The second problem is that almost all Email is sent over the open Internet in plain-text, which can be read by anybody with access to a server on the path from sender to recipient. Do you trust all of them?

Unless we start building personal trust networks (exchanging and verifying public/private keys) and encrypting our email, then we should probably give up on email privacy. When communicating in plain text over the public Internet we should assume that our messages are being read by third parties.

It doesn’t matter if we self host, pay a dedicated Email host with a simple privacy policy or use a giant advertising-supported technology company’s Email service for free. Email privacy without encryption and trusted, verified identity is an illusion.

Google and Microsoft are big companies with shareholder mouths to feed, and they make money by doing amazing things with data and selling those data to advertisers. I don’t begrudge these business models, but they complicate our provider-consumer relationship because now we’re sandwiched between the advertisers and the email host. Suddenly it’s a love triangle.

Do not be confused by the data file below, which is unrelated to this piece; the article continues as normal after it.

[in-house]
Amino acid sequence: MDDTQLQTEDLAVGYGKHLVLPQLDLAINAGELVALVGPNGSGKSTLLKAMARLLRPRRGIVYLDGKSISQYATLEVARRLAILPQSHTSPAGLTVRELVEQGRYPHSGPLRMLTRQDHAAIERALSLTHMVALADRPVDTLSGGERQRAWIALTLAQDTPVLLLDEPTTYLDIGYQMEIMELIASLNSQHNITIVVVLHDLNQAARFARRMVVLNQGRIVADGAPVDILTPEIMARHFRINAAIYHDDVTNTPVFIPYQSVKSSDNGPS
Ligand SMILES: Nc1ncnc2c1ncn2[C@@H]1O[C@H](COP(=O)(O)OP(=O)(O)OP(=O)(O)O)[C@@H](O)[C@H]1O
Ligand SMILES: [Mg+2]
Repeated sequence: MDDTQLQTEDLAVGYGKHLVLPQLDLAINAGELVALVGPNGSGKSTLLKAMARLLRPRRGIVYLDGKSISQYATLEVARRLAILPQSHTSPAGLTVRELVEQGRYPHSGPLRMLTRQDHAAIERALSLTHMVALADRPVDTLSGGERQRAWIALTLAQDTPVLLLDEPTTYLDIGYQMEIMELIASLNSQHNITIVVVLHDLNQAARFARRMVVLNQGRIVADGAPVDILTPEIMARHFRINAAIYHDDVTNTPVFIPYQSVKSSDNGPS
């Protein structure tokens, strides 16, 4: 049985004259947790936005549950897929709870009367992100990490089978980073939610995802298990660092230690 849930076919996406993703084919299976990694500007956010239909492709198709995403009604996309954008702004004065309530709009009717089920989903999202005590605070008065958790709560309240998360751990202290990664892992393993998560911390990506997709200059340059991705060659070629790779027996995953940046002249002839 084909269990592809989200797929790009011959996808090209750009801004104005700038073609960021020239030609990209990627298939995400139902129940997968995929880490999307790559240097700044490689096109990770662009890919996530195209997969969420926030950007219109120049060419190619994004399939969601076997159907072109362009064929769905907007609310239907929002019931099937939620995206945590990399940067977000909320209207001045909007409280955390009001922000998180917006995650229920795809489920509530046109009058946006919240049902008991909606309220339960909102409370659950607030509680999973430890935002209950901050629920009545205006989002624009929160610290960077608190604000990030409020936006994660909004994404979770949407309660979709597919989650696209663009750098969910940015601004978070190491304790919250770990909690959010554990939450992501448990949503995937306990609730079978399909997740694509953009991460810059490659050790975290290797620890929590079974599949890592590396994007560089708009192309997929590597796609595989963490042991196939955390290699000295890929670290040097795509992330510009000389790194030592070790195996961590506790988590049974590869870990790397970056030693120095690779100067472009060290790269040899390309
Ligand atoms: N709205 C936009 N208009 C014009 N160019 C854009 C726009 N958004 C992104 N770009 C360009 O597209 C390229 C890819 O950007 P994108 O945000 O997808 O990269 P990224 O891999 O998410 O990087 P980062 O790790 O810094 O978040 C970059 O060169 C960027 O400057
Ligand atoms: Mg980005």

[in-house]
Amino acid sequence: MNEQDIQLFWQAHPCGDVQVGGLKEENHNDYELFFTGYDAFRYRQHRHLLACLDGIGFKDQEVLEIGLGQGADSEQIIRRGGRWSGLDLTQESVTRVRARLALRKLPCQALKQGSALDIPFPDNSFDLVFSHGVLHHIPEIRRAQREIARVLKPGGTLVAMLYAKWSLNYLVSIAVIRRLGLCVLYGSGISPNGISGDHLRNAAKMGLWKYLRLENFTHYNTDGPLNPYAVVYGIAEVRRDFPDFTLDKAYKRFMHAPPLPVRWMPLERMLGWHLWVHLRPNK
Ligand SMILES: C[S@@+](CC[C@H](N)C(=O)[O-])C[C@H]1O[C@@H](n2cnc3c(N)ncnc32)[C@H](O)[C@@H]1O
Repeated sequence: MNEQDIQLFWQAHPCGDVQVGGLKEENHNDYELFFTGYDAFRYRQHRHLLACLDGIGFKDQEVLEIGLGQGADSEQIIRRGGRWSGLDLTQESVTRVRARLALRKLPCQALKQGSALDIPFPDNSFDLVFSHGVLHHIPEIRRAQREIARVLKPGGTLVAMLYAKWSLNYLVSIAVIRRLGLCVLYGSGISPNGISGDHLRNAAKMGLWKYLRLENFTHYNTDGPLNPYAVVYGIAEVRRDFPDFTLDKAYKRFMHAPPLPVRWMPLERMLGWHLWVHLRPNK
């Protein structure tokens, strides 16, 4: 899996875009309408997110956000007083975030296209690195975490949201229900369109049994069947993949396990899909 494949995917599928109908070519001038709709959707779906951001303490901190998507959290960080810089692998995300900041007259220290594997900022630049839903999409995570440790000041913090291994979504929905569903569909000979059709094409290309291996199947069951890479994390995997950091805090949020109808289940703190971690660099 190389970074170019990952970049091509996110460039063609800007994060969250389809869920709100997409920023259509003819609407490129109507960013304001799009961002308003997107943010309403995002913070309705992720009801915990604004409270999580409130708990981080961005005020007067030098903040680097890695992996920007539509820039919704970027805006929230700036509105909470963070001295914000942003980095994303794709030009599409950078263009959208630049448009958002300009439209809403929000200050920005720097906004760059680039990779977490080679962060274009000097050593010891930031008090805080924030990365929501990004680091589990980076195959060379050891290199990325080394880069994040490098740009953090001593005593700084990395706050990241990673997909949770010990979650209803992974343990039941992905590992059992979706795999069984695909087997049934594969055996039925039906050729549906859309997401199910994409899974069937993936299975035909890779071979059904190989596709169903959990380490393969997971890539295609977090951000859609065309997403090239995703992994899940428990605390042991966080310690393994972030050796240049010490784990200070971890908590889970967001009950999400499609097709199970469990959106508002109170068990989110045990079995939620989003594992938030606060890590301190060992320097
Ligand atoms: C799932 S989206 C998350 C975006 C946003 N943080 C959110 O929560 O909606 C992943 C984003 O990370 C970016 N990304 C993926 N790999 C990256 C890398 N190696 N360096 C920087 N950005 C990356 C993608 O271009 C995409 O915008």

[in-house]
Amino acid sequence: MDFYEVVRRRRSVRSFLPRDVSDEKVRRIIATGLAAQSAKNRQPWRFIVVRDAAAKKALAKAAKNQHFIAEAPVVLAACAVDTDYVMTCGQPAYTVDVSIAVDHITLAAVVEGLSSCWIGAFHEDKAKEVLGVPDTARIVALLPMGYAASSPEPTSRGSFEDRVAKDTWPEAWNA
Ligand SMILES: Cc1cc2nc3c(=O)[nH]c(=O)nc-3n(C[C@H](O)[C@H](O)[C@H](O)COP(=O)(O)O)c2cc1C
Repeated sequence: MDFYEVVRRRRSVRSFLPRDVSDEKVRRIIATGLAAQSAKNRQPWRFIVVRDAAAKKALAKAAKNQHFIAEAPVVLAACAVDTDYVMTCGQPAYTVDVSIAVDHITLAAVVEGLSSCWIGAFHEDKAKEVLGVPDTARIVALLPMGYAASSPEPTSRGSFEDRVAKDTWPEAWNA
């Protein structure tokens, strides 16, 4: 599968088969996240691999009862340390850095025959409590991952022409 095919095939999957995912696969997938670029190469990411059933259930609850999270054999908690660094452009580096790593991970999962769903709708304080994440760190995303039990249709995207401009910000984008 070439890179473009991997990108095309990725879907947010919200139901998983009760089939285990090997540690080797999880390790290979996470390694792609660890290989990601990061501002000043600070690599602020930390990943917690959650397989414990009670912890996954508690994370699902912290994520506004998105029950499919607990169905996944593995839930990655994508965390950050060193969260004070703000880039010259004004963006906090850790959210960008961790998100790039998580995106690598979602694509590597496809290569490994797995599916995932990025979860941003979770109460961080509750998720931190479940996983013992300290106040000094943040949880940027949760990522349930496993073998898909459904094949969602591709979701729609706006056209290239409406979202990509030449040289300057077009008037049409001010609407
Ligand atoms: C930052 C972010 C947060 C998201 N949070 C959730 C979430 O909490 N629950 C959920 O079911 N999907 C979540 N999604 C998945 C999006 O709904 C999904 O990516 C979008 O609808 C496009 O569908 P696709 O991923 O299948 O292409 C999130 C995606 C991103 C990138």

We know that advertisers pay handsomely to put their products in front of us. The free-to-use, ad-supported email host knows that the content of Emails allow them to show more relevant ads. That’s a more valuable service to both consumers and advertisers.

But complicated relationships become tiring. What used to be a simple exchange of personal data for services begins to feel creepy.

My relationship with Google reminds me of the sequence in the film Groundhog Day where Phil (Bill Murray) spends many Groundhog days learning everything he possibly can about Rita (Andy MacDowell) in an attempt to get her into bed. By the end of the sequence Phil is trying so hard to impress Rita by using what he’s learnt about her that he comes off as a phony. Instead of making him more effective at selling himself to Rita, Phil’s targeted advertising just makes their interactions feel forced and he seems increasingly desperate and creepy.